Readers often intend to verify the news if they believe the headline is true, a recent study has found.
The researchers conducted a web-based survey on U.S. adults in July 2017 through a sample provided by the survey company Qualtrics. A total of 841 participants, between 18 to 75 years old, took the survey and shared their thoughts about verifying news.
The study was conducted by Stephanie Edgerly, an associate professor at Northwestern University; Rachel R. Mourão, an assistant professor at Michigan State University; Esther Thorson, a professor at Michigan State University; and Samuel M. Tham, an assistant professor at the University of Tampa.
The credibility of sources also plays a significant role in readers’ intention to verify the news. The source credulity has a positive relationship with the intent to verify.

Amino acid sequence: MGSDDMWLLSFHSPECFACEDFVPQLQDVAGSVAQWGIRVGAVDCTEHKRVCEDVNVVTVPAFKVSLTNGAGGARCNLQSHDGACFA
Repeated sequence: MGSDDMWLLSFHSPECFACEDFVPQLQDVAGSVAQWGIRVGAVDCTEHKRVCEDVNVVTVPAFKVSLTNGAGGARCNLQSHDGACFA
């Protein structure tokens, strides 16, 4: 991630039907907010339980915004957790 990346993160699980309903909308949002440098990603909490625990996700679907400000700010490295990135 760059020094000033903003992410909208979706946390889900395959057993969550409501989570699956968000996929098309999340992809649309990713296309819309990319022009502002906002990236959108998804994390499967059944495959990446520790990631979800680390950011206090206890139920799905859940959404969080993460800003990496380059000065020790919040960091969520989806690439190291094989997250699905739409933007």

The researchers gave both “true” and “false” headlines to readers and experimented on them, and they found the positive correlation with the source’s credibility and intent to check the information. “The more credible a source is perceived to be, the more willing respondents were to verify the content,” the study stated.
Readers also tend to verify when they “perceive a headline as congruent with their political identity,” according to the study.
Edgerly, S., Mourão, R. R., Thorson, E., & Tham, S. M. (2019). When Do Audiences Verify? How Perceptions About Message and Source Influence Audience Verification of News Headlines. Journalism & Mass Communication Quarterly, 1077699019864680.